- Clark Construction Group has broken ground on a 24-megawatt data center in Ashburn, Virginia for NTT, a Japanese IT infrastructure and services company.
- The 188,000-square-foot data center sits on a 78-acre campus. The Bethesda, Maryland-based construction company expects the two-story steel structure to be ready in the first quarter of 2024, according to a Clark press release.
- “Data centers are a key sector for Clark,” said Louie Sarracino, a vice president at Clark who oversees the company’s mission-critical project portfolio. “We look forward to accelerating our growth in the data infrastructure sector in the Mid-Atlantic region and beyond.”
Issues around labor, supply chain and inflation were pegged to slow the pace of building in the data center sector, but optimism around materials prices are beginning to grow.
The price of steel, the major material used in the Clark project, increased 16.3% over the last 12 months, according to June data from the Bureau of Labor Statistics. Month-to-month, however, the price dropped by 1.8%, showing signs the economy may “have achieved peak inflation,” said ABC Chief Economist Anirban Basu in a press release.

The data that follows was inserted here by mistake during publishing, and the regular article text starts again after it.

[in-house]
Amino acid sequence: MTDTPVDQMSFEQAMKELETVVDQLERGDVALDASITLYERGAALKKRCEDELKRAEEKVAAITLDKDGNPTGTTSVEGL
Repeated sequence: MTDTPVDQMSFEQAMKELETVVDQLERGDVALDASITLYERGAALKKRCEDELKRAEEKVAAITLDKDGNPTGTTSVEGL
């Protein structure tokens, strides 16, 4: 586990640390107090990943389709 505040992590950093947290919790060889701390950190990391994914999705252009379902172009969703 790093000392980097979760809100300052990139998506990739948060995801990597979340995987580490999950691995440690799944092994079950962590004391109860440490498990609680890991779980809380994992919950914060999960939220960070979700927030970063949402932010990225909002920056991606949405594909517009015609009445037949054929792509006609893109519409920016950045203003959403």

Mike Kuntz, executive vice president at Turner, the largest commercial contractor in the U.S., told Construction Dive that if it wasn’t for the high materials prices, labor scarcity and supply chain snarls, data center construction would take an even greater share of Turner’s portfolio.
Nevertheless, demand for data center construction remains strong. Northern Virginia, where the Clark project is located, remained the world’s largest data center market in the second half of 2021, according to the latest CBRE data center report.
The area continues to attract data center projects due to its relatively cheap land and power, coupled with record tax initiatives. For example, QTS, a Overland Park, Kansas-based provider of data center solutions, announced last week a 1.5 million-square-foot expansion to its data center campus in White Oak Technology Park in Henrico County, Virginia.